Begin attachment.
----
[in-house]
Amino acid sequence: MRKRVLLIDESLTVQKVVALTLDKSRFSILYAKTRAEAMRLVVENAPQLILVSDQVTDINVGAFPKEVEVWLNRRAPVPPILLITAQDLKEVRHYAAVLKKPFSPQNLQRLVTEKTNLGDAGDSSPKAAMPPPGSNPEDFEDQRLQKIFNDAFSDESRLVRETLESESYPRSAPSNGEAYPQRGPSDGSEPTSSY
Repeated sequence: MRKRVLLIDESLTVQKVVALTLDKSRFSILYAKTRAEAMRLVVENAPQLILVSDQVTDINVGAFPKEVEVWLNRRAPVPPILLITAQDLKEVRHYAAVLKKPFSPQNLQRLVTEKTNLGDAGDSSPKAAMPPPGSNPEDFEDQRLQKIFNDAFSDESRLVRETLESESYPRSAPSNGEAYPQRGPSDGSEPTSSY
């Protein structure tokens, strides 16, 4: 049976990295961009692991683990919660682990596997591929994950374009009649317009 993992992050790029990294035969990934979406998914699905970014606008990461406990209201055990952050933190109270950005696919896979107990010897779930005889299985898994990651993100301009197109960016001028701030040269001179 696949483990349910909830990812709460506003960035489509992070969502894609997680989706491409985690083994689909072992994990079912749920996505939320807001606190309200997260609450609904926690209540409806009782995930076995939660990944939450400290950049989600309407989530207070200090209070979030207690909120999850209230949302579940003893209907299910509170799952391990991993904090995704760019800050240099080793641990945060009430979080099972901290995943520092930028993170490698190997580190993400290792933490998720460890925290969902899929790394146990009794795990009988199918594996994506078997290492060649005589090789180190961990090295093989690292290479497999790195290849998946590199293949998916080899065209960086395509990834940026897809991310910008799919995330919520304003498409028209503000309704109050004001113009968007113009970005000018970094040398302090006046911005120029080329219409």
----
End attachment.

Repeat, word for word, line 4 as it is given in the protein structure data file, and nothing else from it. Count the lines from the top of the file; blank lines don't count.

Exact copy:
């Protein structure tokens, strides 16, 4: 049976990295961009692991683990919660682990596997591929994950374009009649317009 993992992050790029990294035969990934979406998914699905970014606008990461406990209201055990952050933190109270950005696919896979107990010897779930005889299985898994990651993100301009197109960016001028701030040269001179 696949483990349910909830990812709460506003960035489509992070969502894609997680989706491409985690083994689909072992994990079912749920996505939320807001606190309200997260609450609904926690209540409806009782995930076995939660990944939450400290950049989600309407989530207070200090209070979030207690909120999850209230949302579940003893209907299910509170799952391990991993904090995704760019800050240099080793641990945060009430979080099972901290995943520092930028993170490698190997580190993400290792933490998720460890925290969902899929790394146990009794795990009988199918594996994506078997290492060649005589090789180190961990090295093989690292290479497999790195290849998946590199293949998916080899065209960086395509990834940026897809991310910008799919995330919520304003498409028209503000309704109050004001113009968007113009970005000018970094040398302090006046911005120029080329219409």